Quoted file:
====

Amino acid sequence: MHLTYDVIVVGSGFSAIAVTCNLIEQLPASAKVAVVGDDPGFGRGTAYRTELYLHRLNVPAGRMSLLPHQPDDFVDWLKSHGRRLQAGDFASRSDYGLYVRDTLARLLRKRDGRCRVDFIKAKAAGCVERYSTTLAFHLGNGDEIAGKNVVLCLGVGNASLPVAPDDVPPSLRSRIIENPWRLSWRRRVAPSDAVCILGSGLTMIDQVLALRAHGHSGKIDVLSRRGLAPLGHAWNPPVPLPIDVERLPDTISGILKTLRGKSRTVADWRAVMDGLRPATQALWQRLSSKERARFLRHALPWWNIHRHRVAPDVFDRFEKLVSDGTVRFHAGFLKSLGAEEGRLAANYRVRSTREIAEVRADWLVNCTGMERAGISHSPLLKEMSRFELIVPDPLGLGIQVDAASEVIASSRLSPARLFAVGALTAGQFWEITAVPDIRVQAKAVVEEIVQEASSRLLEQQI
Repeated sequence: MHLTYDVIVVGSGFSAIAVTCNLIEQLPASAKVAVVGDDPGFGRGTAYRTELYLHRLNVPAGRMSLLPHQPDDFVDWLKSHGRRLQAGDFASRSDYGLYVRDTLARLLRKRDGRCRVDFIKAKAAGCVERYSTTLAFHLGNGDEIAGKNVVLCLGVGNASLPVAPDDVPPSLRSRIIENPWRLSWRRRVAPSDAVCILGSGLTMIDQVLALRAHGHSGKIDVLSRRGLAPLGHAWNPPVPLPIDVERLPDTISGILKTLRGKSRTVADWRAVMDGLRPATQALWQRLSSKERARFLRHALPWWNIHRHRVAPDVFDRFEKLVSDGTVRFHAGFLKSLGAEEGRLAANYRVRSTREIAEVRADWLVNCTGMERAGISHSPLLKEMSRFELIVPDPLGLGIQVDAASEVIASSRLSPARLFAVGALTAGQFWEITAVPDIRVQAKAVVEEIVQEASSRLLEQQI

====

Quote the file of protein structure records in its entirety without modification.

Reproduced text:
Amino acid sequence: MHLTYDVIVVGSGFSAIAVTCNLIEQLPASAKVAVVGDDPGFGRGTAYRTELYLHRLNVPAGRMSLLPHQPDDFVDWLKSHGRRLQAGDFASRSDYGLYVRDTLARLLRKRDGRCRVDFIKAKAAGCVERYSTTLAFHLGNGDEIAGKNVVLCLGVGNASLPVAPDDVPPSLRSRIIENPWRLSWRRRVAPSDAVCILGSGLTMIDQVLALRAHGHSGKIDVLSRRGLAPLGHAWNPPVPLPIDVERLPDTISGILKTLRGKSRTVADWRAVMDGLRPATQALWQRLSSKERARFLRHALPWWNIHRHRVAPDVFDRFEKLVSDGTVRFHAGFLKSLGAEEGRLAANYRVRSTREIAEVRADWLVNCTGMERAGISHSPLLKEMSRFELIVPDPLGLGIQVDAASEVIASSRLSPARLFAVGALTAGQFWEITAVPDIRVQAKAVVEEIVQEASSRLLEQQI
Repeated sequence: MHLTYDVIVVGSGFSAIAVTCNLIEQLPASAKVAVVGDDPGFGRGTAYRTELYLHRLNVPAGRMSLLPHQPDDFVDWLKSHGRRLQAGDFASRSDYGLYVRDTLARLLRKRDGRCRVDFIKAKAAGCVERYSTTLAFHLGNGDEIAGKNVVLCLGVGNASLPVAPDDVPPSLRSRIIENPWRLSWRRRVAPSDAVCILGSGLTMIDQVLALRAHGHSGKIDVLSRRGLAPLGHAWNPPVPLPIDVERLPDTISGILKTLRGKSRTVADWRAVMDGLRPATQALWQRLSSKERARFLRHALPWWNIHRHRVAPDVFDRFEKLVSDGTVRFHAGFLKSLGAEEGRLAANYRVRSTREIAEVRADWLVNCTGMERAGISHSPLLKEMSRFELIVPDPLGLGIQVDAASEVIASSRLSPARLFAVGALTAGQFWEITAVPDIRVQAKAVVEEIVQEASSRLLEQQI